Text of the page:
This one’s not that hard to do, who doesn’t appreciate a great shot? However, how often do we really think about what we did to make that good shot good? Next time you have an awesome drive, think about how you made it happen. Then, stop and appreciate it, and take a second to pat yourself on the back and enjoy the moment. Similarly, if you’re having a great round with your favorite golfing buddies on the most beautiful day of summer – pause for just one second to soak it in.

“Perfect moments” don’t come along that often. It’s like this in life, too. Life is sprinkled with good times and bad. When we’re having good moments- with family, friends, or by ourselves- it’s important to make sure we really appreciate them because we know all too well that great moments or shots aren’t always a given. Yet, by keeping a positive mental attitude in good times and bad, we do have the power to make each day of the new year, and beyond, great.

Here’s to a year of fantastic rounds!

2016 LPGA*USGA Girls Golf Holiday Gift Guide!

With the holidays around the corner, we’re bringing back our annual Girls Golf gift guide.

We’ve scoured the internet to find goodies for the golf lover in your family!





Girls Golf Programs Get in on the Mannequin Challenge

by Ashleigh McLaughlin

You no doubt by now have heard of, or even participated in the viral video trend that’s been sweeping the nation. The #MannequinChallenge is a social media sensation that has inspired groups of friends to get together to come up with creative scenes while remaining frozen in action like mannequins – all while a video is being recorded.

TV Hosts, NBA Teams, and some of the world’s biggest celebrities have all taken part – and now Girls Golf members across the country are joining in too!

Here are a few of the fun videos from Girls Golfers who have gotten together to take on this fun challenge:

Girls Golf of Phoenix takes the term “good form” to another level with their putting drill video:

 

Girls Golf of Miami certainly gets style points for this one!

 

Girls Golf of Hampton Roads, Virginia Site Director gets her entire junior golf program in on the fun!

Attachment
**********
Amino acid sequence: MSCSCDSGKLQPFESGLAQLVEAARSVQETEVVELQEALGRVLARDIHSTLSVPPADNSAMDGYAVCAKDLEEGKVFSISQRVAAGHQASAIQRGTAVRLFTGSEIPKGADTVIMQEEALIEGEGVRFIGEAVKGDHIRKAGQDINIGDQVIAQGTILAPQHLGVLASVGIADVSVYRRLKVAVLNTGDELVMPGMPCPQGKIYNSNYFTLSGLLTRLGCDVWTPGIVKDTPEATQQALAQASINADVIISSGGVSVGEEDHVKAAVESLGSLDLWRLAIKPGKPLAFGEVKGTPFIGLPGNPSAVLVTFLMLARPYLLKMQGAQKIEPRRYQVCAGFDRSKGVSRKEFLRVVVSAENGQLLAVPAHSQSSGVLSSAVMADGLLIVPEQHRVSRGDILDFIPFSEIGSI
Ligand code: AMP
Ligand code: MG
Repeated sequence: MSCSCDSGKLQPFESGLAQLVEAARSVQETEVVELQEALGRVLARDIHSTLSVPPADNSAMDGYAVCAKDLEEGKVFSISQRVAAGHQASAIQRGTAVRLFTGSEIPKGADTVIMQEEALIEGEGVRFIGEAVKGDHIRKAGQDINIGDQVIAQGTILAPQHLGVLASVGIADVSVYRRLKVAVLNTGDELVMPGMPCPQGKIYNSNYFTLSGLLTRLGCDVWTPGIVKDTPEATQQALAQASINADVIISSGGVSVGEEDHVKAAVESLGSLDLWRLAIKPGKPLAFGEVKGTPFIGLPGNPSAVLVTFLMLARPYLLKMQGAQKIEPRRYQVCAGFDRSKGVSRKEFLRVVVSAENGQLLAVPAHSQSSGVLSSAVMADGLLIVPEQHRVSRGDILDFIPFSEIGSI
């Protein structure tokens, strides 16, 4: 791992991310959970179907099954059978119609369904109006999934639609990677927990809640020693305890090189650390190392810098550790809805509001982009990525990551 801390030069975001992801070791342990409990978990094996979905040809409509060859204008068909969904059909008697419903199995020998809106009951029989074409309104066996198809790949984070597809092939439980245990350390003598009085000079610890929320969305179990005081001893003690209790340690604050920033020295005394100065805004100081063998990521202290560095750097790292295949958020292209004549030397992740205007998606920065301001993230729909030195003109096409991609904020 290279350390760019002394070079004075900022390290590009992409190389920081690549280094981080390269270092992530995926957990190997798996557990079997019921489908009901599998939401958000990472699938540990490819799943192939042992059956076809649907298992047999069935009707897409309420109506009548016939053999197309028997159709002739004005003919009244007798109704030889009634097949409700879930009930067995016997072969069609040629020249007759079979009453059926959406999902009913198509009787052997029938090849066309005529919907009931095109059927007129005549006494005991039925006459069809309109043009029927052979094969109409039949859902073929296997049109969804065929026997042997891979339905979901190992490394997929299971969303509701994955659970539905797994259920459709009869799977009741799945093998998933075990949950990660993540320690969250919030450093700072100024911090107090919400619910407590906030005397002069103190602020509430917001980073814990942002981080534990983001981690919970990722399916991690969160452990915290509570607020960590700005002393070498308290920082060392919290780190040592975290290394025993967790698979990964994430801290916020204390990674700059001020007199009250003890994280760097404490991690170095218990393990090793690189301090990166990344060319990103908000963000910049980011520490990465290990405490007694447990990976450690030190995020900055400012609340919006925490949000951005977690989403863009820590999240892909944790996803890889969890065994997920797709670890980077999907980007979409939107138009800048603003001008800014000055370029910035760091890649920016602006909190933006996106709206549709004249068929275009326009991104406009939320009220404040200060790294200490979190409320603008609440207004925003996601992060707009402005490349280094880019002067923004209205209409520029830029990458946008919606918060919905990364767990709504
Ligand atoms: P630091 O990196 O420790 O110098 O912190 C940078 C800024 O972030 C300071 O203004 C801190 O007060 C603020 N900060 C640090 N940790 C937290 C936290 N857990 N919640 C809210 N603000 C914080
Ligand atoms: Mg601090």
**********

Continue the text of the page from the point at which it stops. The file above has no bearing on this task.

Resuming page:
Not to be outdone, the staff at LPGA Headquarters created a fun holiday-themed Mannequin Challenge of our own!

Have you created a #MannequinChallenge video of your own? Tag us in yours and you may just see it up on our blog!

Giving Thanks: A Reflection on the Power of Feeling Welcomed

from Allie Bodemann

Singing, dancing, running a race, wearing pink hair bows, and making new friends; if I told you all of these activities happened at a golf tournament would you believe me? Well I’m happy to share with you, they were and the event was both memorable and transformative for everyone who participated!

The 1st Annual LPGA*USGA Girls Golf of the Treasure Coast Turkey Trot Tournament at Bent Pine Golf Club showcased the epitome of what the Girls Golf program is all about. The event brought together 60 local girls, paired them with 25 female mentors, put them all on a golf course, and threw in plenty of fun along the way! The results were life changing for everyone involved, including myself.

I was fortunate enough to participate as a mentor in the Turkey Trot tournament. After meeting my two new young friends/playing partners Caitlin and Madeline, who were 6 and 8 years old respectively. Our first order of business was picking a team name.

“Do all the teams get to pick their names?” they asked as we walked to our golf cart.

“I’m not sure, but you both will get to pick ours!” I replied.

After seeing the sweet smiles grow on their faces, I knew right away we were going to have a great day together!

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The format for the event was a 6-hole, alternate shot tournament from shortened tees. This was not a traditional golf tournament; there were fun rules to follow throughout the round, which got teams to let loose and even get a little silly. At the end of each hole, we had to dance the turkey trot on our way back to our golf cart. Each team could even deduct a stroke from their score after each hole if the girls showed good sportsmanship and encouraged one another.

Caitlin and Madeline were both fairly new golfers and hadn’t spent much time on a golf course or competed in a golf tournament yet, which gave me a great platform to help teach them some of golf’s basic rules and etiquette. I helped teach them how to mark their golf ball, the importance of waiting your turn to play, how to rake a bunker, the anatomy of a scorecard, how to keep track of our team’s score, and so much more. We danced, we laughed, and we even raced our way through those six holes.